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Eurovision Song Contest to receive Charlemagne Medal

09 March 2016 at 17:21 CET
The Charlemagne Medal EBU
The European Broadcasting Union is honoured that the Eurovision Song Contest will be awarded the 2016 Charlemagne Medal for European Media (Médaille Charlemagne pour les Médias Européens"). ABBA’s Bjorn Ulvaeus will present the award to EBU Director General Ingrid Deltenre and Eurovision Song Contest Executive Supervisor Jon Ola Sand at a ceremony on 28 April in Aachen, Germany. Since 2000 the Charlemagne Medal has been awarded to a European personality or institution that has contributed to European unity and the development of a European identity in the field of media in a particularly significant way.

"We are thrilled to be receiving this prestigious award, precisely 60 years since the first Eurovision Song Contest was held in 1956 with the aim of uniting nations and exploring new television technology," said EBU Director General Ingrid Deltenre.

"The Eurovision Song Contest is the only pan-European cultural event and its longevity proves it is an important tool with which to build bridges between nations. Viewers in over 40 countries come together each year to enjoy this unique entertainment event. To be presented with this award by Bjorn Ulvaeus, from arguably the Contest’s most successful winners ABBA, makes it all the more special," added Jon Ola Sand, Executive Supervisor of the Eurovision Song Contest.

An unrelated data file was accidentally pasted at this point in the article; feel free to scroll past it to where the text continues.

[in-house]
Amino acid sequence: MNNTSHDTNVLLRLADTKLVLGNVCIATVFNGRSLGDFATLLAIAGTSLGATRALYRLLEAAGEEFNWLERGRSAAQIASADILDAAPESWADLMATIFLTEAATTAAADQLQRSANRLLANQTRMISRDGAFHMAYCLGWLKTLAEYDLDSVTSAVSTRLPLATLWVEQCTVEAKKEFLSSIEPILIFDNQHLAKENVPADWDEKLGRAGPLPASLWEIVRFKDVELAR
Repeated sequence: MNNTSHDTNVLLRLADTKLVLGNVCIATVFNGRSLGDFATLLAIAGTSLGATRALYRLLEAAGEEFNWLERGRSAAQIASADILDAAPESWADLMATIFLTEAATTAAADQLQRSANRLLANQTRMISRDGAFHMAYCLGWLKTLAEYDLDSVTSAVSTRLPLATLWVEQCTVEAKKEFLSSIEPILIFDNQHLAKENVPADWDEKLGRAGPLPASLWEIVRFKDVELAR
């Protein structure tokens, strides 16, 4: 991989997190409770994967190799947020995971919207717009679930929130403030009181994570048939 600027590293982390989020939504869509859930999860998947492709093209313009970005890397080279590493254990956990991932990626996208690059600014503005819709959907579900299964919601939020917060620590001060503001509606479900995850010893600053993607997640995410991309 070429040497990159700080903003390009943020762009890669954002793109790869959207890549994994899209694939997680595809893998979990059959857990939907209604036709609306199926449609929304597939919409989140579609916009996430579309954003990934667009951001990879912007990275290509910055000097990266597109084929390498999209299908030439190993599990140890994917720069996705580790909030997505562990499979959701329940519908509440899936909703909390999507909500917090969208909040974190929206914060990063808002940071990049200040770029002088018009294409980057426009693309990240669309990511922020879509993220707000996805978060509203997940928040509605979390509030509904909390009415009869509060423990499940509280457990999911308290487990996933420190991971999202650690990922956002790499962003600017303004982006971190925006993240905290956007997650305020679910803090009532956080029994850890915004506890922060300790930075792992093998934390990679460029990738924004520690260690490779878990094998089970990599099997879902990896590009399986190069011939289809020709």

"We, the citizens of Europe rarely get the opportunity to feel interconnected across borders. The Eurovision Song Contest presents such an opportunity," said Michael Kayser, Chairman of the Médaille Charlemagne Association.
“The Eurovision Song Contest represents a basis for the formation of ties between individual nations," added Dr Jürgen Linden, Chairman of the Charlemagne Medal Board of Directors.

"On the basis of a common liking of music, millions of people celebrate one idea together, an idea resulting in one song emerging victorious. National interests and differences fade into the background as we celebrate our similarities," he added.